Shane Baz undergoes arthroscopic surgery on right elbow

Top prospect sidelined for 2-3 weeks

March 21st, 2022

PORT CHARLOTTE, Fla. -- Rays top prospect Shane Baz underwent arthroscopic surgery to remove loose bodies from his right elbow on Monday, the club announced, and will be shut down from throwing for two to three weeks.

Baz came out of his Spring Training bullpen session on Tuesday feeling “outstanding,” Rays manager Kevin Cash said, but the right-hander’s arm “kind of locked up on him” while he was stretching at his house. An MRI scan confirmed a loose body “as clear as day” in Baz’s elbow, Cash said, and Dr. Keith Meister performed the procedure in Dallas.

While elbow surgery never comes at a good time for any pitcher, the Rays are taking an optimistic outlook on the situation. For one, there’s nothing structurally wrong with Baz’s elbow. He’ll only be shut down from throwing for a few weeks, so even if he has to restart his throwing progression in mid-April, he could be fully ready for game action by mid- to late May.

“They're very, very happy with the way everything else looked. We’re fortunate,” Cash said. “I know he's frustrated. I know he's disappointed. Just because [of] what he accomplished last year and how he helped us at the end of the season, he was looking forward to the beginning [of this season], but he's going to be just fine.”

Baz, the Rays’ No. 1 prospect and the No. 12 overall prospect according to MLB Pipeline, is expected to play a prominent role in Tampa Bay’s rotation this year. The 22-year-old rookie showed last September that he has front-end-of-the-rotation potential, but whether he broke camp in their rotation or at Triple-A Durham, the Rays would have been careful monitoring his workload at the start of the season anyway.

In a way, this could even work out well for Baz and Tampa Bay. If he’s not throwing innings in April or May, he should be available to pitch more in September -- and, ideally, October. Still, Cash understood any frustration Baz might feel.

“He's worked really hard to get himself in a spot where he was ready to go,” Cash said. “And now, he's hit a little bit of a bump. And hopefully that's all it is, just a bump.”

Called up during the stretch run last season, Baz allowed only three runs while striking out 18 batters and walking only three in 13 1/3 innings over three starts against the Blue Jays, Marlins and Yankees. He struggled in his American League Division Series Game 2 start against the Red Sox, giving up three runs on six hits in 2 1/3 innings, an outing that last week Baz said was “running through [his] mind for a little bit” during the offseason.

The Rays have plenty of Opening Day rotation options in camp, headlined by ALDS Game 1 starter Shane McClanahan and veteran Corey Kluber. Tampa Bay is also excited about hard-throwing right-handers Luis Patiño and Drew Rasmussen, although the club will likely ease Rasmussen into a full starter’s workload as it did last summer. Left-hander Ryan Yarbrough is also back, with his arsenal looking more like it did when he was at his weak-contact-inducing best a few years ago.

The Rays have been careful with all their young starters since they resumed communication after the lockout lifted, though. They are being mindful of their young pitchers’ relatively limited workloads in prior seasons as well as the potential injury risk associated with preparing too quickly during this abbreviated Spring Training.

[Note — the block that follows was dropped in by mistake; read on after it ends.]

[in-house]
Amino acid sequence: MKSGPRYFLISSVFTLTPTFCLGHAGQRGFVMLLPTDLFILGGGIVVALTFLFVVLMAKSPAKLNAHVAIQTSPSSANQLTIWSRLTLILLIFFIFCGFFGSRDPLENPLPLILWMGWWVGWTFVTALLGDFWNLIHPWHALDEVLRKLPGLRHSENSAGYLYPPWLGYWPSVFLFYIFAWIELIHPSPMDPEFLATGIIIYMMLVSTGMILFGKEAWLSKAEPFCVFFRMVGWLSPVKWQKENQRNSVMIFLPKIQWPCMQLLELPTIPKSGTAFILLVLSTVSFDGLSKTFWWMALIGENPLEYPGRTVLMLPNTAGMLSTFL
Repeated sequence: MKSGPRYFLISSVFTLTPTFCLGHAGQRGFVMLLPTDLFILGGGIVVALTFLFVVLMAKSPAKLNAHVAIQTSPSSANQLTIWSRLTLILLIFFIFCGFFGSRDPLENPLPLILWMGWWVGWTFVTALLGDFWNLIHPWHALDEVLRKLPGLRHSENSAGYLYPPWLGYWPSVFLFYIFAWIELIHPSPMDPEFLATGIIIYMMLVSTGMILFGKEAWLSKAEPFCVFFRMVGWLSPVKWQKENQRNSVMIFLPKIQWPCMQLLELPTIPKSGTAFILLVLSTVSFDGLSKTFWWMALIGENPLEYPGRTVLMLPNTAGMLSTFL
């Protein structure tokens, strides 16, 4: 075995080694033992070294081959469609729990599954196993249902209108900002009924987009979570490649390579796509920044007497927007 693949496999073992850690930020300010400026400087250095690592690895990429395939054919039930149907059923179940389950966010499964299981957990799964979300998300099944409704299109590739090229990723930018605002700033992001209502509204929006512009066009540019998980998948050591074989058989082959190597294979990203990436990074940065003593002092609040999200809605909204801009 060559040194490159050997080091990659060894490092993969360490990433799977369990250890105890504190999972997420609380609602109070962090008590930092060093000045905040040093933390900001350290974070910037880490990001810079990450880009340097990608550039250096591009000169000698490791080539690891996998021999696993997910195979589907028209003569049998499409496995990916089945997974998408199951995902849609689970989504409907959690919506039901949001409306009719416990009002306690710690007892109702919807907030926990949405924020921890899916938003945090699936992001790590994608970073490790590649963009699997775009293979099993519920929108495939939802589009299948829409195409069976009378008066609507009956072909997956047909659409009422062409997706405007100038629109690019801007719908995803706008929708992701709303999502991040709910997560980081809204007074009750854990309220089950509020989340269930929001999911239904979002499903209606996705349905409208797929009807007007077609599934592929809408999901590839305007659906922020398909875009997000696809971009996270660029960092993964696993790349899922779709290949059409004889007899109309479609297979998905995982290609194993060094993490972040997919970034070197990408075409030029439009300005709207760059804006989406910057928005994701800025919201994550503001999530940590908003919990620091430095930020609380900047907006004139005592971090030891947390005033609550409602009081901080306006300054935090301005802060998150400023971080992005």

For that reason, their 5-1 loss to the Pirates on Monday at Charlotte Sports Park was the first time the Rays used any pitchers on the 40-man roster during this Spring Training: left-hander Jalen Beeks, who worked a scoreless inning in his encouraging return from Tommy John surgery, and right-handed relief prospect Calvin Faucher, who was charged with three runs on three hits while recording one out.

“I don't care if we're the 30th team in terms of how aggressive we are with these guys,” pitching coach Kyle Snyder said Sunday. “It's too important.”

Around the horn

• Outfielder Luke Raley reported to Rays camp on Monday morning and went right to work, standing in the box as relievers Andrew Kittredge, Colin Poche, Jeffrey Springs and Pete Fairbanks threw live batting practice on Field 5 at Charlotte Sports Park.

Raley, acquired from the Dodgers on Friday for Minor League reliever Tanner Dodson, said he was excited for a new opportunity with the Rays. He will be comfortable handling first base (where the Rays intend to give him more work), has learned from his struggles at the plate in the Majors last season and welcomed the message Tampa Bay sent as soon as he joined the team: “We got you because we like the way you play the game.”

And how would he describe the way he plays the game?

“One hundred percent all the time. There’s no ‘off’ switch,” Raley said. “Run down the line hard all the time. Backing up bases, doing the little things. So that’s how I started playing the game. That’s how I want to continue playing.”

• Corner infielder Ryon Healy, who has agreed to a Minor League deal with the Rays that includes an invitation to Major League Spring Training, had a locker and No. 45 jersey set up in the clubhouse at Charlotte Sports Park on Monday. He is expected to report to camp later this week.

• First baseman Yoshi Tsutsugo, who spent the 2020 season and part of last year with the Rays, returned to Charlotte Sports Park with the Pirates on Monday afternoon. Tsutsugo is living in Bradenton this spring with Seiya Sano, a Major League assistant on the Rays’ staff, and sent Cash a gift Monday morning: a bottle of Japanese whiskey.

“I am excited to see him,” Cash said before the game. “Happy for Yoshi.”